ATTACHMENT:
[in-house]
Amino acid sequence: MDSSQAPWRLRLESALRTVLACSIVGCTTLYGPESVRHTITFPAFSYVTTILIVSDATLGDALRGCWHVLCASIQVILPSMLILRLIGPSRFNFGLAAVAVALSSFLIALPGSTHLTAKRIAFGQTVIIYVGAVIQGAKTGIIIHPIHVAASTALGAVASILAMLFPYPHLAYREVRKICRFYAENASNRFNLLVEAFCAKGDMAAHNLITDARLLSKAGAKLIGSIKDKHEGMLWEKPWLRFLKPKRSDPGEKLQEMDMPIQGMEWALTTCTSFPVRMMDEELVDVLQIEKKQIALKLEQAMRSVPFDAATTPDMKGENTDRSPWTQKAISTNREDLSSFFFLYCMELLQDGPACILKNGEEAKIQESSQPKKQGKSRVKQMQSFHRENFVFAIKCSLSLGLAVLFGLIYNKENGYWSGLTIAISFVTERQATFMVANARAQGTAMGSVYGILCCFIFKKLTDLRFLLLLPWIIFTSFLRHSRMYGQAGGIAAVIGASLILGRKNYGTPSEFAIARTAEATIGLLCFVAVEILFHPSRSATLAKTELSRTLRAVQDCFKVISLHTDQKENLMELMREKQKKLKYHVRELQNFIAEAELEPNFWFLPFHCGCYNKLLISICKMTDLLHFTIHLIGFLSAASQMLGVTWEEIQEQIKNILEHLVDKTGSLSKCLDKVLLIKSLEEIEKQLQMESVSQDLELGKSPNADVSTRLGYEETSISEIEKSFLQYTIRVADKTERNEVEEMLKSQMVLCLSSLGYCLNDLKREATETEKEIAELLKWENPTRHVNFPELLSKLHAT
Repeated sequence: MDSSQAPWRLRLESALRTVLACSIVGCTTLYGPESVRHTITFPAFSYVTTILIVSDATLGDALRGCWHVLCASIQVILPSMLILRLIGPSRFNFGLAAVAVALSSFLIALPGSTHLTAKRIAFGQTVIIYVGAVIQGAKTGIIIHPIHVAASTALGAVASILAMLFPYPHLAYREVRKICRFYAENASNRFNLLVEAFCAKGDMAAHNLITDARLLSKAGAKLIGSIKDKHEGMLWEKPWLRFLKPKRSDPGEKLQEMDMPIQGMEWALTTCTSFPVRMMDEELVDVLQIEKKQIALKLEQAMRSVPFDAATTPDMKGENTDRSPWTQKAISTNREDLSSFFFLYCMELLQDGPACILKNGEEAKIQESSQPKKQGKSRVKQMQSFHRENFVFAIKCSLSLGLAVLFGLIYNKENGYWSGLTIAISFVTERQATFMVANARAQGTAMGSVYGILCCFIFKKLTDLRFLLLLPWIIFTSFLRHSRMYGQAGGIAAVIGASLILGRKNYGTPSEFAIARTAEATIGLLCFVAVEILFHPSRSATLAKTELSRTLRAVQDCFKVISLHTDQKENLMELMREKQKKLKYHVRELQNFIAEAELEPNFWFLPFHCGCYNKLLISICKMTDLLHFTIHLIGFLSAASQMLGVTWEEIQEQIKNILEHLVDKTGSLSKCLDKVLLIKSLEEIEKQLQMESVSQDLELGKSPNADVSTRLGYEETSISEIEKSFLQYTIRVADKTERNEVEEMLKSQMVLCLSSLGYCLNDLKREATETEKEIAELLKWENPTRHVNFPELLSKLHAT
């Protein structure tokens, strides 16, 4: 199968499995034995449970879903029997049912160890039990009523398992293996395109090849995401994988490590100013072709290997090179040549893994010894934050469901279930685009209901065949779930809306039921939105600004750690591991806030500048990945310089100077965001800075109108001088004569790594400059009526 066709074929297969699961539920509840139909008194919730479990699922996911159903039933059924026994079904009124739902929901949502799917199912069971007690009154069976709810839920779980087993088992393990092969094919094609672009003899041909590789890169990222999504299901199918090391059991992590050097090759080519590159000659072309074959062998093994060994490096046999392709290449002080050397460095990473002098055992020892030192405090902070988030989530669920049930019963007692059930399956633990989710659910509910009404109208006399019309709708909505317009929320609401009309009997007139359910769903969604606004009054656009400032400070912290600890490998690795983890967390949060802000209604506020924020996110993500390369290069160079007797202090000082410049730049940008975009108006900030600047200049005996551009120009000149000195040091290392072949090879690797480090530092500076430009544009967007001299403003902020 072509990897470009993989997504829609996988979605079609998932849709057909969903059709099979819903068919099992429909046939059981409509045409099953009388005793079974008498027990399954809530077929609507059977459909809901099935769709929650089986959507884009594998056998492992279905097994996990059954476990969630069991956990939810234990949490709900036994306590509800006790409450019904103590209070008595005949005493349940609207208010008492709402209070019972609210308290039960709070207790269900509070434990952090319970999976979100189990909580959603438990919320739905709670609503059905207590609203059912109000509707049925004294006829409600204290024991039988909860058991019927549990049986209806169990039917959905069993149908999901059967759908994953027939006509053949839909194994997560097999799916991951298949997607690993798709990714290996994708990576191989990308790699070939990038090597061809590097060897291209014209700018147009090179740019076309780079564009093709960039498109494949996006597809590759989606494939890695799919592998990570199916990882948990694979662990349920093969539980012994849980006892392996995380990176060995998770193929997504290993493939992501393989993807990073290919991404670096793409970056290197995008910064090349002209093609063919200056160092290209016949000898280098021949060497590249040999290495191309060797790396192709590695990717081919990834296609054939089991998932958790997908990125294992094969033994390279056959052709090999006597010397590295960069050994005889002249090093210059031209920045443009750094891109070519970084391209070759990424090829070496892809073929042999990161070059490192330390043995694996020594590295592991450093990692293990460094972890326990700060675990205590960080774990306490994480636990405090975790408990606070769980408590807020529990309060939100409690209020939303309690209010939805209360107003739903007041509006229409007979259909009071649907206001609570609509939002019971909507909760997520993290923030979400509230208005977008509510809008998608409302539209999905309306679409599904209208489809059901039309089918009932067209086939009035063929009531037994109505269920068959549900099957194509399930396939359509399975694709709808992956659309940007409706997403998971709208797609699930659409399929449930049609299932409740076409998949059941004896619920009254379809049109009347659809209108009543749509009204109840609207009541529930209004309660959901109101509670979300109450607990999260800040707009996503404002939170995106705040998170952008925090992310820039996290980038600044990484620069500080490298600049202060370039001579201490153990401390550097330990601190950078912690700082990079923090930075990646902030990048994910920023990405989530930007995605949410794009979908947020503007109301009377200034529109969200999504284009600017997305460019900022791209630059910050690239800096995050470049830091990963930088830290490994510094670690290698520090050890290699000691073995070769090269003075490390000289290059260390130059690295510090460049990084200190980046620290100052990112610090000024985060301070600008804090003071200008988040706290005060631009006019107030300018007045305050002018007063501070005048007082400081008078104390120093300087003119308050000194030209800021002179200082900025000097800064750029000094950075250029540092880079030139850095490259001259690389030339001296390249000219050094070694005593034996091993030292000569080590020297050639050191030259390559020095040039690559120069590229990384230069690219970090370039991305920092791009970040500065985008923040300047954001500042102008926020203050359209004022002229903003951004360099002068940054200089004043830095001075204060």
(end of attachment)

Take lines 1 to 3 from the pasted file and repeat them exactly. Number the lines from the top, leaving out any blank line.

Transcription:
[in-house]
Amino acid sequence: MDSSQAPWRLRLESALRTVLACSIVGCTTLYGPESVRHTITFPAFSYVTTILIVSDATLGDALRGCWHVLCASIQVILPSMLILRLIGPSRFNFGLAAVAVALSSFLIALPGSTHLTAKRIAFGQTVIIYVGAVIQGAKTGIIIHPIHVAASTALGAVASILAMLFPYPHLAYREVRKICRFYAENASNRFNLLVEAFCAKGDMAAHNLITDARLLSKAGAKLIGSIKDKHEGMLWEKPWLRFLKPKRSDPGEKLQEMDMPIQGMEWALTTCTSFPVRMMDEELVDVLQIEKKQIALKLEQAMRSVPFDAATTPDMKGENTDRSPWTQKAISTNREDLSSFFFLYCMELLQDGPACILKNGEEAKIQESSQPKKQGKSRVKQMQSFHRENFVFAIKCSLSLGLAVLFGLIYNKENGYWSGLTIAISFVTERQATFMVANARAQGTAMGSVYGILCCFIFKKLTDLRFLLLLPWIIFTSFLRHSRMYGQAGGIAAVIGASLILGRKNYGTPSEFAIARTAEATIGLLCFVAVEILFHPSRSATLAKTELSRTLRAVQDCFKVISLHTDQKENLMELMREKQKKLKYHVRELQNFIAEAELEPNFWFLPFHCGCYNKLLISICKMTDLLHFTIHLIGFLSAASQMLGVTWEEIQEQIKNILEHLVDKTGSLSKCLDKVLLIKSLEEIEKQLQMESVSQDLELGKSPNADVSTRLGYEETSISEIEKSFLQYTIRVADKTERNEVEEMLKSQMVLCLSSLGYCLNDLKREATETEKEIAELLKWENPTRHVNFPELLSKLHAT
Repeated sequence: MDSSQAPWRLRLESALRTVLACSIVGCTTLYGPESVRHTITFPAFSYVTTILIVSDATLGDALRGCWHVLCASIQVILPSMLILRLIGPSRFNFGLAAVAVALSSFLIALPGSTHLTAKRIAFGQTVIIYVGAVIQGAKTGIIIHPIHVAASTALGAVASILAMLFPYPHLAYREVRKICRFYAENASNRFNLLVEAFCAKGDMAAHNLITDARLLSKAGAKLIGSIKDKHEGMLWEKPWLRFLKPKRSDPGEKLQEMDMPIQGMEWALTTCTSFPVRMMDEELVDVLQIEKKQIALKLEQAMRSVPFDAATTPDMKGENTDRSPWTQKAISTNREDLSSFFFLYCMELLQDGPACILKNGEEAKIQESSQPKKQGKSRVKQMQSFHRENFVFAIKCSLSLGLAVLFGLIYNKENGYWSGLTIAISFVTERQATFMVANARAQGTAMGSVYGILCCFIFKKLTDLRFLLLLPWIIFTSFLRHSRMYGQAGGIAAVIGASLILGRKNYGTPSEFAIARTAEATIGLLCFVAVEILFHPSRSATLAKTELSRTLRAVQDCFKVISLHTDQKENLMELMREKQKKLKYHVRELQNFIAEAELEPNFWFLPFHCGCYNKLLISICKMTDLLHFTIHLIGFLSAASQMLGVTWEEIQEQIKNILEHLVDKTGSLSKCLDKVLLIKSLEEIEKQLQMESVSQDLELGKSPNADVSTRLGYEETSISEIEKSFLQYTIRVADKTERNEVEEMLKSQMVLCLSSLGYCLNDLKREATETEKEIAELLKWENPTRHVNFPELLSKLHAT